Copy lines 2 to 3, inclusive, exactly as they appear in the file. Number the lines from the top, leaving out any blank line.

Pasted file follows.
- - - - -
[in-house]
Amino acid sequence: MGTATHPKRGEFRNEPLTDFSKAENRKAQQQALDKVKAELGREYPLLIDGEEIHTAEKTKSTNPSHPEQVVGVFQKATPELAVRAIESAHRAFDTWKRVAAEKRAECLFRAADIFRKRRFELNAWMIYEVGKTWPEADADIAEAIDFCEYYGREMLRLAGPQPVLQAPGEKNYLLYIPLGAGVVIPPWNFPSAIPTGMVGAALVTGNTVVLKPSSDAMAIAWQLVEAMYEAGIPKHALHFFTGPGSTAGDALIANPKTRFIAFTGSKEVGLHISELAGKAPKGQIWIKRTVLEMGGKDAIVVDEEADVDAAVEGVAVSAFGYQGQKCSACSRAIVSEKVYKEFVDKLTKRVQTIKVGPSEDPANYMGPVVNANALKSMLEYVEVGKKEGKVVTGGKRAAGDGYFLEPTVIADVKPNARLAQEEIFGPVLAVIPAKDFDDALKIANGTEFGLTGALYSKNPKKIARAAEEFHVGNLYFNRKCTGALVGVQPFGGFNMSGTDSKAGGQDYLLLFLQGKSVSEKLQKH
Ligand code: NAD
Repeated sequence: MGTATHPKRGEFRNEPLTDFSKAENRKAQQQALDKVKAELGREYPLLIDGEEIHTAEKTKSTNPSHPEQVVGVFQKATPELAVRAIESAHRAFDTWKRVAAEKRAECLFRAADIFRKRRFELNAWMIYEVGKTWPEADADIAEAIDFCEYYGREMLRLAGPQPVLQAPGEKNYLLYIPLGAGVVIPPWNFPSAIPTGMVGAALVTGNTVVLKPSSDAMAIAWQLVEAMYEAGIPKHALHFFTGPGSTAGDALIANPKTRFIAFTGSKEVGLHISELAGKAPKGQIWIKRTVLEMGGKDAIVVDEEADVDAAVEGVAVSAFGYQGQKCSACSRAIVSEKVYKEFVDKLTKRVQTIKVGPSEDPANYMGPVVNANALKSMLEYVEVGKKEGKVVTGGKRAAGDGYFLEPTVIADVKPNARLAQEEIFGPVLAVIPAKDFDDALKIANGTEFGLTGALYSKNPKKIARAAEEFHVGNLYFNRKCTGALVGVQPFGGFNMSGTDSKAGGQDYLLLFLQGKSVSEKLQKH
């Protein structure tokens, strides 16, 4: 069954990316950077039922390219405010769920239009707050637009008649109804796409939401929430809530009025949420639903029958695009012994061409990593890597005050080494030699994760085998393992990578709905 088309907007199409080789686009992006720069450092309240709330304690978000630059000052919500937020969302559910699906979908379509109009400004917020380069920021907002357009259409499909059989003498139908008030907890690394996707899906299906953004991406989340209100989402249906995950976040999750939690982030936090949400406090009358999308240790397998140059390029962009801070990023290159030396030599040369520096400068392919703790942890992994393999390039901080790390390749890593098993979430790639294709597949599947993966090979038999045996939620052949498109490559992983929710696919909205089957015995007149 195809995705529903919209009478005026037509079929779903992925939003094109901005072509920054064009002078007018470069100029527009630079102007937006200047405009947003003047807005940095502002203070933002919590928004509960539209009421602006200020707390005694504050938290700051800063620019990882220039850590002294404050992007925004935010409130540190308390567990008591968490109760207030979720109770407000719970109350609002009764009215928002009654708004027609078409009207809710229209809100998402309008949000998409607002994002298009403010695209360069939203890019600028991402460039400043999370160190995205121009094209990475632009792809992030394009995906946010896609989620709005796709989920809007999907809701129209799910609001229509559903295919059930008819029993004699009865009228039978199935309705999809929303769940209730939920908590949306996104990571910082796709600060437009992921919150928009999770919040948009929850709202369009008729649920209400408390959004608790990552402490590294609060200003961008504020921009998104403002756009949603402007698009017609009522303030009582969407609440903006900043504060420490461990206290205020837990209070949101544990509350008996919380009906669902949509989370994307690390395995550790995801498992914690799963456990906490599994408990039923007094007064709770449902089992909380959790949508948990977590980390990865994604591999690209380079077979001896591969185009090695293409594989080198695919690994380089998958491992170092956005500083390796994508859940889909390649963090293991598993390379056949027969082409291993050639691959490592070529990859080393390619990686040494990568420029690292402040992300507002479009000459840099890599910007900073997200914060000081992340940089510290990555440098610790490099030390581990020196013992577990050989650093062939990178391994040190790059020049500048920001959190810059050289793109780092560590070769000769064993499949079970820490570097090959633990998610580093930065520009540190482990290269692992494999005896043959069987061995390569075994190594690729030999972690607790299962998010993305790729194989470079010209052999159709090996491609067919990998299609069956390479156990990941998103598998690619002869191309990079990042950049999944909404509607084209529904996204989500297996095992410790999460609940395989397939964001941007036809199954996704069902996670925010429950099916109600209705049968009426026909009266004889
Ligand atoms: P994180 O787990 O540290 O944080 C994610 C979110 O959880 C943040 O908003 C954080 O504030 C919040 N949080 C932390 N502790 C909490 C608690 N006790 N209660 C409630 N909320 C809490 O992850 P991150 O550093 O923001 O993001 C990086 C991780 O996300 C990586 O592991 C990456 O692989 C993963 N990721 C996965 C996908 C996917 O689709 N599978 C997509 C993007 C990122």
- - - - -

Amino acid sequence: MGTATHPKRGEFRNEPLTDFSKAENRKAQQQALDKVKAELGREYPLLIDGEEIHTAEKTKSTNPSHPEQVVGVFQKATPELAVRAIESAHRAFDTWKRVAAEKRAECLFRAADIFRKRRFELNAWMIYEVGKTWPEADADIAEAIDFCEYYGREMLRLAGPQPVLQAPGEKNYLLYIPLGAGVVIPPWNFPSAIPTGMVGAALVTGNTVVLKPSSDAMAIAWQLVEAMYEAGIPKHALHFFTGPGSTAGDALIANPKTRFIAFTGSKEVGLHISELAGKAPKGQIWIKRTVLEMGGKDAIVVDEEADVDAAVEGVAVSAFGYQGQKCSACSRAIVSEKVYKEFVDKLTKRVQTIKVGPSEDPANYMGPVVNANALKSMLEYVEVGKKEGKVVTGGKRAAGDGYFLEPTVIADVKPNARLAQEEIFGPVLAVIPAKDFDDALKIANGTEFGLTGALYSKNPKKIARAAEEFHVGNLYFNRKCTGALVGVQPFGGFNMSGTDSKAGGQDYLLLFLQGKSVSEKLQKH
Ligand code: NAD